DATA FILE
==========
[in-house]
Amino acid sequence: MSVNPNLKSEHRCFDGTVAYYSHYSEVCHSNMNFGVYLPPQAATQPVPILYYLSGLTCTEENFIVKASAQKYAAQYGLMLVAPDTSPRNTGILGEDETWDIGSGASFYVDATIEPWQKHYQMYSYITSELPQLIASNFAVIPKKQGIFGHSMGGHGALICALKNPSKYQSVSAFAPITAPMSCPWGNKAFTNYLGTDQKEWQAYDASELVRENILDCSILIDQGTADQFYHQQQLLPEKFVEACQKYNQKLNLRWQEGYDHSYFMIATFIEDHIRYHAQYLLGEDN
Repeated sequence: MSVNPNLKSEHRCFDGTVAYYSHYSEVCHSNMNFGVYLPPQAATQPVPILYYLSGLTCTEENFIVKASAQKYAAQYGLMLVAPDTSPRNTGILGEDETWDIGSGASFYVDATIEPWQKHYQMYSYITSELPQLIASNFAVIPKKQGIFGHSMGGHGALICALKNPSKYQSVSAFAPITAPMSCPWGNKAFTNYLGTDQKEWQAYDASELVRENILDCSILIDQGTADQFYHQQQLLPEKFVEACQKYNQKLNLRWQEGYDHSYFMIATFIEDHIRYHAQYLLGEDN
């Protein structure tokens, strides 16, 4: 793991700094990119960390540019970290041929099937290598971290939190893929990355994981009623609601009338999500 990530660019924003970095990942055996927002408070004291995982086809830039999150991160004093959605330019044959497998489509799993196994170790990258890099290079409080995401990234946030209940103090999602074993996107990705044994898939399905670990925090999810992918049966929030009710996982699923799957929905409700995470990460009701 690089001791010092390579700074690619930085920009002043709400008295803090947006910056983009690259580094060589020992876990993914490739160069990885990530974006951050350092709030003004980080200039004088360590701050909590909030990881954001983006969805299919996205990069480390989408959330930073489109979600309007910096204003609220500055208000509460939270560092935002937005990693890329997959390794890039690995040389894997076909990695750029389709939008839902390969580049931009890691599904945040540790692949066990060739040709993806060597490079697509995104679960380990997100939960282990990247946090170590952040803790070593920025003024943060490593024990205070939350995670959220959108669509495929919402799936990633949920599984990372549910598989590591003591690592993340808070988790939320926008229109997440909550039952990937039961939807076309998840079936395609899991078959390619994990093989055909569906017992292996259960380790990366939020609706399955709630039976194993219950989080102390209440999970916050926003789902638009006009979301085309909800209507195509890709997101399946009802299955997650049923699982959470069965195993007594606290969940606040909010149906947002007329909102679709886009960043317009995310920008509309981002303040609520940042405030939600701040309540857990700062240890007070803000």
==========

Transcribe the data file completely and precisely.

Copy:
[in-house]
Amino acid sequence: MSVNPNLKSEHRCFDGTVAYYSHYSEVCHSNMNFGVYLPPQAATQPVPILYYLSGLTCTEENFIVKASAQKYAAQYGLMLVAPDTSPRNTGILGEDETWDIGSGASFYVDATIEPWQKHYQMYSYITSELPQLIASNFAVIPKKQGIFGHSMGGHGALICALKNPSKYQSVSAFAPITAPMSCPWGNKAFTNYLGTDQKEWQAYDASELVRENILDCSILIDQGTADQFYHQQQLLPEKFVEACQKYNQKLNLRWQEGYDHSYFMIATFIEDHIRYHAQYLLGEDN
Repeated sequence: MSVNPNLKSEHRCFDGTVAYYSHYSEVCHSNMNFGVYLPPQAATQPVPILYYLSGLTCTEENFIVKASAQKYAAQYGLMLVAPDTSPRNTGILGEDETWDIGSGASFYVDATIEPWQKHYQMYSYITSELPQLIASNFAVIPKKQGIFGHSMGGHGALICALKNPSKYQSVSAFAPITAPMSCPWGNKAFTNYLGTDQKEWQAYDASELVRENILDCSILIDQGTADQFYHQQQLLPEKFVEACQKYNQKLNLRWQEGYDHSYFMIATFIEDHIRYHAQYLLGEDN
């Protein structure tokens, strides 16, 4: 793991700094990119960390540019970290041929099937290598971290939190893929990355994981009623609601009338999500 990530660019924003970095990942055996927002408070004291995982086809830039999150991160004093959605330019044959497998489509799993196994170790990258890099290079409080995401990234946030209940103090999602074993996107990705044994898939399905670990925090999810992918049966929030009710996982699923799957929905409700995470990460009701 690089001791010092390579700074690619930085920009002043709400008295803090947006910056983009690259580094060589020992876990993914490739160069990885990530974006951050350092709030003004980080200039004088360590701050909590909030990881954001983006969805299919996205990069480390989408959330930073489109979600309007910096204003609220500055208000509460939270560092935002937005990693890329997959390794890039690995040389894997076909990695750029389709939008839902390969580049931009890691599904945040540790692949066990060739040709993806060597490079697509995104679960380990997100939960282990990247946090170590952040803790070593920025003024943060490593024990205070939350995670959220959108669509495929919402799936990633949920599984990372549910598989590591003591690592993340808070988790939320926008229109997440909550039952990937039961939807076309998840079936395609899991078959390619994990093989055909569906017992292996259960380790990366939020609706399955709630039976194993219950989080102390209440999970916050926003789902638009006009979301085309909800209507195509890709997101399946009802299955997650049923699982959470069965195993007594606290969940606040909010149906947002007329909102679709886009960043317009995310920008509309981002303040609520940042405030939600701040309540857990700062240890007070803000």